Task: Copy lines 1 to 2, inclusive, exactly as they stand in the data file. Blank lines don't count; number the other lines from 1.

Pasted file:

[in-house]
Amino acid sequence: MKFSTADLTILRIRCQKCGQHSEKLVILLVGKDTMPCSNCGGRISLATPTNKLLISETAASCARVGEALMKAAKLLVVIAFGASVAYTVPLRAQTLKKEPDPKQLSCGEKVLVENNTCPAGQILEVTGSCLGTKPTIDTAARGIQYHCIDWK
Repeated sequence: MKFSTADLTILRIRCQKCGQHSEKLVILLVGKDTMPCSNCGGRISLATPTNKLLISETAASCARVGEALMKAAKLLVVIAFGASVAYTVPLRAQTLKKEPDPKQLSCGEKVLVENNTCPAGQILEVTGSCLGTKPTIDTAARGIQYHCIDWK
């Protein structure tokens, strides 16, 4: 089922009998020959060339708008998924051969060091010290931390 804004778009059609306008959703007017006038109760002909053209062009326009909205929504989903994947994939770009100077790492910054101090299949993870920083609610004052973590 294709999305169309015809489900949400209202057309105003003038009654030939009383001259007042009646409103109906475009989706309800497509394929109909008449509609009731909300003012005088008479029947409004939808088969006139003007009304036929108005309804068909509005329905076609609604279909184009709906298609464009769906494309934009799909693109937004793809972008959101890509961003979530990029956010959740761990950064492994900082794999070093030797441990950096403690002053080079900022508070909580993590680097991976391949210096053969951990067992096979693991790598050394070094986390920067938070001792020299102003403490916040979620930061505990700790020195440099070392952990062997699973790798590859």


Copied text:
[in-house]
Amino acid sequence: MKFSTADLTILRIRCQKCGQHSEKLVILLVGKDTMPCSNCGGRISLATPTNKLLISETAASCARVGEALMKAAKLLVVIAFGASVAYTVPLRAQTLKKEPDPKQLSCGEKVLVENNTCPAGQILEVTGSCLGTKPTIDTAARGIQYHCIDWK